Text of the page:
In response to the recent post about the comparative success of short and deep passes a few readers asked for a break out of the results by down. Some suggested the advantage of deep passes might only due to unsuccessful check downs on 3rd down, which is certainly plausible. The numbers are going to be slightly different here because I neglected to exclude red zone attempts in the original post. (Please read the original post for definitions and caveats.)
Here is the break out by down. It appears that the advantage exists on all downs, and the advantage is not significantly greater for 3rd downs than for 1st or 2nd downs. But that doesn't necessarily rule out the check-down effect, as they are a common tactic on all downs.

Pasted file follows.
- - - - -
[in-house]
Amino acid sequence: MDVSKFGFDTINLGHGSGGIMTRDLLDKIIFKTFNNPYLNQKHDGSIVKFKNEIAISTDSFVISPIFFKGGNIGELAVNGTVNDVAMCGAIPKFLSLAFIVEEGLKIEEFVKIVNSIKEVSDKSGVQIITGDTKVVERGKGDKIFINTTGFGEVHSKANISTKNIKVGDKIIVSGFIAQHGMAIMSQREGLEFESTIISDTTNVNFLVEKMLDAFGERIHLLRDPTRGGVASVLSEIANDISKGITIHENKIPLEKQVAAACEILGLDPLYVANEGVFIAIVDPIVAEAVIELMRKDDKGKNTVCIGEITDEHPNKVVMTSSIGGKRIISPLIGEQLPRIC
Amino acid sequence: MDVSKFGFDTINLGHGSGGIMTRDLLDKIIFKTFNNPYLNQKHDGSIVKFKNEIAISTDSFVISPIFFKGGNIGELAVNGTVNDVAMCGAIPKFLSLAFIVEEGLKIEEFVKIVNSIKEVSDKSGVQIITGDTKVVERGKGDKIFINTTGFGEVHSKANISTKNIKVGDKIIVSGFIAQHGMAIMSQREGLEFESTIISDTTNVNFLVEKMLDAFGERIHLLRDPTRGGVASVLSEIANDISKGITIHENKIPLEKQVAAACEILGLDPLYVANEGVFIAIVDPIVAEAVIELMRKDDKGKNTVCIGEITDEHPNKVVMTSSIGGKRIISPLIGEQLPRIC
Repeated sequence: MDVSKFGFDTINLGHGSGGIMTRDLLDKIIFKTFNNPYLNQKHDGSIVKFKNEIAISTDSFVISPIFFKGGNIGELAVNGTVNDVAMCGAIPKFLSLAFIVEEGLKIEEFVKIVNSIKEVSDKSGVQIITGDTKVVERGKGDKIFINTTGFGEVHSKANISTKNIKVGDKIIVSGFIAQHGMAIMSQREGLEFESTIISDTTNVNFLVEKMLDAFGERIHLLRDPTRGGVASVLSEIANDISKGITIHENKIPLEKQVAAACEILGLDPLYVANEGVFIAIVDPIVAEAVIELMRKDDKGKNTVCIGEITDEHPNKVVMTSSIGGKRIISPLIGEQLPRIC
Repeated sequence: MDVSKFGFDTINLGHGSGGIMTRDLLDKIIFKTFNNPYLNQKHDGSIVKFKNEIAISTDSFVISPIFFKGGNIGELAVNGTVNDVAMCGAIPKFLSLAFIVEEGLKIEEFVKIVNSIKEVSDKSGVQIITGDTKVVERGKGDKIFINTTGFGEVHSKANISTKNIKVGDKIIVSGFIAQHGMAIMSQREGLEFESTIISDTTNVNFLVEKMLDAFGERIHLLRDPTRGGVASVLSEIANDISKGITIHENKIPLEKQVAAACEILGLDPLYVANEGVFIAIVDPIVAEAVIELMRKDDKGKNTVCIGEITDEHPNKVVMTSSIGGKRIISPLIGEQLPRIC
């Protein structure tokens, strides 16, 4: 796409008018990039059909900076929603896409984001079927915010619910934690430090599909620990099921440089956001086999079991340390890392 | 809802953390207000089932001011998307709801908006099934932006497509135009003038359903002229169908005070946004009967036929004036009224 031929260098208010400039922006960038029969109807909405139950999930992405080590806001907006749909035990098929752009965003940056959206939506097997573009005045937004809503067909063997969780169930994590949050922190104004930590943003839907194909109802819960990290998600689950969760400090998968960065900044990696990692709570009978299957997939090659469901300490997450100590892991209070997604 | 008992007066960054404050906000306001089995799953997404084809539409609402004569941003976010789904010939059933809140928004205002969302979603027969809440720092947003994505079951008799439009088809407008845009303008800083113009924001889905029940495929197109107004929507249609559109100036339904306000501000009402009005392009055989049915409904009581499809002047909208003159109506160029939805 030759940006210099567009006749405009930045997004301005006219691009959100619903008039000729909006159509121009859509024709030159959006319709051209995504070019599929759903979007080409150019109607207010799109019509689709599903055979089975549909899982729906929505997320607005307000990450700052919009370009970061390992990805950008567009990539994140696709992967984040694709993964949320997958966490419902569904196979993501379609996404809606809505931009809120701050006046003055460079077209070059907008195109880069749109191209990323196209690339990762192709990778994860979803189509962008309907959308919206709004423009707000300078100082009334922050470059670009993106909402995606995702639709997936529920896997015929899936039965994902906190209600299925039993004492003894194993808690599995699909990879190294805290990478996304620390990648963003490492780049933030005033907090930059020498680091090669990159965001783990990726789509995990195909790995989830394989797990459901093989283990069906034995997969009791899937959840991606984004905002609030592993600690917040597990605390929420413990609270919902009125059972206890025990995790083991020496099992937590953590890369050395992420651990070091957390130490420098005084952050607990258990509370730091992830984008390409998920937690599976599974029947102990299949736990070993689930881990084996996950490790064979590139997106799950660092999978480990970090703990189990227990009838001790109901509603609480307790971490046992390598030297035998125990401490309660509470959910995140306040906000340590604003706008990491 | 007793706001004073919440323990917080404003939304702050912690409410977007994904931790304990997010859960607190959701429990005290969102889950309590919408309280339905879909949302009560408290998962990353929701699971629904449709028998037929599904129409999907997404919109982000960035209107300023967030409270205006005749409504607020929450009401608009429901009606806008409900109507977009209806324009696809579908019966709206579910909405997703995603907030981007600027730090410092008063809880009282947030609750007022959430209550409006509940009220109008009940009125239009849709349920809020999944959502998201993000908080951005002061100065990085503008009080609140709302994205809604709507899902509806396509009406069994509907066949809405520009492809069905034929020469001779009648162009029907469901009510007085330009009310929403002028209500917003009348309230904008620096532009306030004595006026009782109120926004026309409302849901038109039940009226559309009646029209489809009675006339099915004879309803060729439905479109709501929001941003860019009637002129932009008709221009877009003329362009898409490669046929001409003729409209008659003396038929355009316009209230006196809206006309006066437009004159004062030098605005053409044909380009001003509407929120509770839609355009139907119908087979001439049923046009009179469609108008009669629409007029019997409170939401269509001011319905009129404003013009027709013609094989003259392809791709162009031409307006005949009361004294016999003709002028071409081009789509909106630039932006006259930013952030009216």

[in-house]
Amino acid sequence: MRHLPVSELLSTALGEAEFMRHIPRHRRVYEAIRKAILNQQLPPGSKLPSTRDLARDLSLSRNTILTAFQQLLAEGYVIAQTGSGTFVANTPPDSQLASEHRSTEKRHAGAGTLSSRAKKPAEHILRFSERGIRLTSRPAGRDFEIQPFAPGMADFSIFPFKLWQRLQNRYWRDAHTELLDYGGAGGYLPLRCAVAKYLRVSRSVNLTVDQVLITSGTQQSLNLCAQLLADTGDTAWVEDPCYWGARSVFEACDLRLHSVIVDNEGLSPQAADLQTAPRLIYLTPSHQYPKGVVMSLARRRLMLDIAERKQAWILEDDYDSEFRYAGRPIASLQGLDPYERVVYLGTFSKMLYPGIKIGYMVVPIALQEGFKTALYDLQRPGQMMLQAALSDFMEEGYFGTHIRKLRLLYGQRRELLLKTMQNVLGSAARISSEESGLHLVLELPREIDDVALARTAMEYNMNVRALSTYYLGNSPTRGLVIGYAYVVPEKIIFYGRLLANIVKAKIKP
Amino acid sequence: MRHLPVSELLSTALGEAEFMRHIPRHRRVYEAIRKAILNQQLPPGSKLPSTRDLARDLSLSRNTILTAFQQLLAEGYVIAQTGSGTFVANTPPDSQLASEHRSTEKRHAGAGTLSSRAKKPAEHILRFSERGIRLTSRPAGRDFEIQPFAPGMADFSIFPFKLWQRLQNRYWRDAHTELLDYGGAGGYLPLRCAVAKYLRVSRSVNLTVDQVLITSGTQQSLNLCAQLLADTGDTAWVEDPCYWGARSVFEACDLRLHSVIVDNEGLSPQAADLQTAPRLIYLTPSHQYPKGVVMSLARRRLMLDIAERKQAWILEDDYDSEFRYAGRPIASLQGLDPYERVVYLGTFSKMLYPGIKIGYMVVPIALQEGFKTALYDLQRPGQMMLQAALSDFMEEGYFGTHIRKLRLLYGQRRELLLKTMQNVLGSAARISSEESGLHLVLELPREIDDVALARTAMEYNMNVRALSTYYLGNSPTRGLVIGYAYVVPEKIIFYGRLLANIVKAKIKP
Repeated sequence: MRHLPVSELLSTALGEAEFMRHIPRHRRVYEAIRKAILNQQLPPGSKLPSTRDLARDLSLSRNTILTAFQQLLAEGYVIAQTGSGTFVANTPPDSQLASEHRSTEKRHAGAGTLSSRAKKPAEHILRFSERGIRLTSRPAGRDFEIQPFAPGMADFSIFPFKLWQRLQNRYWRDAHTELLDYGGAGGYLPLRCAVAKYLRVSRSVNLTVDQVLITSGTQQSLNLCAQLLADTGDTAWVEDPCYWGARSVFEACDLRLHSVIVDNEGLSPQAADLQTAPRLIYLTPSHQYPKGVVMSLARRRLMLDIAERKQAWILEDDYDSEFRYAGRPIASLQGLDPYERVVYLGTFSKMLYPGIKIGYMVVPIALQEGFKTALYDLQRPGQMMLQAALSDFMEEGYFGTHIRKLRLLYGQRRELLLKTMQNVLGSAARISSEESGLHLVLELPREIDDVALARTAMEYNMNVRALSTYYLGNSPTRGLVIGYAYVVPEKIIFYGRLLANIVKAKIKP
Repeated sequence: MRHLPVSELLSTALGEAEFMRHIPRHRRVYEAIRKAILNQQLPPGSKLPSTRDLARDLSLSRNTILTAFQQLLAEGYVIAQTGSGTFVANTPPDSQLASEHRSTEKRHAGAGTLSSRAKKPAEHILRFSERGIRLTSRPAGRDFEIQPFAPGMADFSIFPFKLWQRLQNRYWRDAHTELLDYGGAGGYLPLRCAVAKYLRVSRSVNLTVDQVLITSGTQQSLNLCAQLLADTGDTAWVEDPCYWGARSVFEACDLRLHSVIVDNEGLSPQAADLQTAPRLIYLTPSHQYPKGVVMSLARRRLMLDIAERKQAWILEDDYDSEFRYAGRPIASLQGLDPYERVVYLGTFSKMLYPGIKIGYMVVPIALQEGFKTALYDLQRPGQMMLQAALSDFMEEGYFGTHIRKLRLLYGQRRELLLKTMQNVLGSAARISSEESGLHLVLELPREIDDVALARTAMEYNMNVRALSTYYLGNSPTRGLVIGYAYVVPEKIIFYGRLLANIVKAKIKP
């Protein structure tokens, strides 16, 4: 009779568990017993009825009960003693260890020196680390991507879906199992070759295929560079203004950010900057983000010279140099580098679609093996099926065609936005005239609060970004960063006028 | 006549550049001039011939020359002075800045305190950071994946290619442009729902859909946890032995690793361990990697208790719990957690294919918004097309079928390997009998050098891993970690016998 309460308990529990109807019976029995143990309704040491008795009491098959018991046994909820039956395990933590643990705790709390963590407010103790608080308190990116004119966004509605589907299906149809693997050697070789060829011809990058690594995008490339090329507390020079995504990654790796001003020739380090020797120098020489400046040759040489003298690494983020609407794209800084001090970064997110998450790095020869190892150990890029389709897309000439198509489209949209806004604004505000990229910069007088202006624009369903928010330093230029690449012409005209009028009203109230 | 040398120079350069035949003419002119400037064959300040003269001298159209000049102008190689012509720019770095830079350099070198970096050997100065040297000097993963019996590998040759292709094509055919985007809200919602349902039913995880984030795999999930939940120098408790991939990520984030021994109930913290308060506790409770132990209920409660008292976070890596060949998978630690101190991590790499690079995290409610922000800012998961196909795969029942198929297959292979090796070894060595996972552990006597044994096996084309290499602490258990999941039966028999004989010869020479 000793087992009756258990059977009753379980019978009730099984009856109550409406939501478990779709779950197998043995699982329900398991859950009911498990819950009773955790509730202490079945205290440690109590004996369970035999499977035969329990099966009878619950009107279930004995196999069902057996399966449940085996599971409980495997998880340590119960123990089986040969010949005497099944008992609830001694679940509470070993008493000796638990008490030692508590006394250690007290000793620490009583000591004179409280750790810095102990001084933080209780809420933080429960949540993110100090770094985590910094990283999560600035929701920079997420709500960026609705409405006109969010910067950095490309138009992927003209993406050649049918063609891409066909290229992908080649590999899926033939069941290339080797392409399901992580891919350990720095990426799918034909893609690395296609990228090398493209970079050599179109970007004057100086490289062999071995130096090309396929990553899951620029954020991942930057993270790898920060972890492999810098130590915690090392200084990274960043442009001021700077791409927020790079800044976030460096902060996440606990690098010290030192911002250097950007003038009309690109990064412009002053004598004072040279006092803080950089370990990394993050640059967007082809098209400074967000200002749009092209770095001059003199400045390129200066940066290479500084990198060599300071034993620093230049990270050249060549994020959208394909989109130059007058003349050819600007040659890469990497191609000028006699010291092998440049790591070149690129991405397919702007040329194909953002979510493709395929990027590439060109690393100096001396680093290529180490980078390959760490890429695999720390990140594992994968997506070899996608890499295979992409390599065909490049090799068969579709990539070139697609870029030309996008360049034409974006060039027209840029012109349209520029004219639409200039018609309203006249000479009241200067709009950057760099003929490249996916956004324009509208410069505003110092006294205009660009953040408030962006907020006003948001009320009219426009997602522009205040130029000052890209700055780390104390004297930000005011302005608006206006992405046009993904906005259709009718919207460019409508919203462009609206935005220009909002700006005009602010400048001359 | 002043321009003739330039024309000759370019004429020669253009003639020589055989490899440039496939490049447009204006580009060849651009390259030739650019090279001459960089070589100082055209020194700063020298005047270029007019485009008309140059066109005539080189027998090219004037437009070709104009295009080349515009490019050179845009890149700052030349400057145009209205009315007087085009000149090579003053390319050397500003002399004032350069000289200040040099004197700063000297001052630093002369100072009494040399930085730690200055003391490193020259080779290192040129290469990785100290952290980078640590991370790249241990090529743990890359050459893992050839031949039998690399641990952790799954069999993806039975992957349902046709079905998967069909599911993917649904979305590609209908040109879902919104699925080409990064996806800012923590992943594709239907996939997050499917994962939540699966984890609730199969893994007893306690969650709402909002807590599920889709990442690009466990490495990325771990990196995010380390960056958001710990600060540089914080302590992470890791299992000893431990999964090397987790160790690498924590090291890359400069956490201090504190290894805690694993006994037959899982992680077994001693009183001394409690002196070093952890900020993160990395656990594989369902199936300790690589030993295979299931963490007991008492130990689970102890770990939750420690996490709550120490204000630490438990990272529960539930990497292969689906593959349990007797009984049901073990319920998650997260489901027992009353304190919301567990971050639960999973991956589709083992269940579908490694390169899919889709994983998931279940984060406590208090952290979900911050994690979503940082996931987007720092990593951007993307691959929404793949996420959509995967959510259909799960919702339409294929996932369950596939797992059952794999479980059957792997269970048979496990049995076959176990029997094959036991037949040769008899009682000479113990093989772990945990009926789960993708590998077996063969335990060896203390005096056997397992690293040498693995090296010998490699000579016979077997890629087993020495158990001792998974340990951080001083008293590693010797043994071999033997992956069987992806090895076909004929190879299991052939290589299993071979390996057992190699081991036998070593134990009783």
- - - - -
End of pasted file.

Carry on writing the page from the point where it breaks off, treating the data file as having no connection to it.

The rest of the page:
But not all 3rd downs are the same. Here is the same break out of EPA by down, but limited only to 10 yards to go. This isolates the 3rd and long situation from other 3rd down attempts, but just because the to-go distance is the same doesn't mean the situations are the same. The difference between deep and short attempts is larger on 3rd and 10, but it's nearly as large on 2nd and 10.
And again for only 5 yards to go. Keep in mind 1st and 5 situations are relatively scarce. For that matter, fourth down attempts for all to go distances are relatively scarce too, as the data are restricted to 'normal' situations--1st and 3rd periods with the score within 10 points.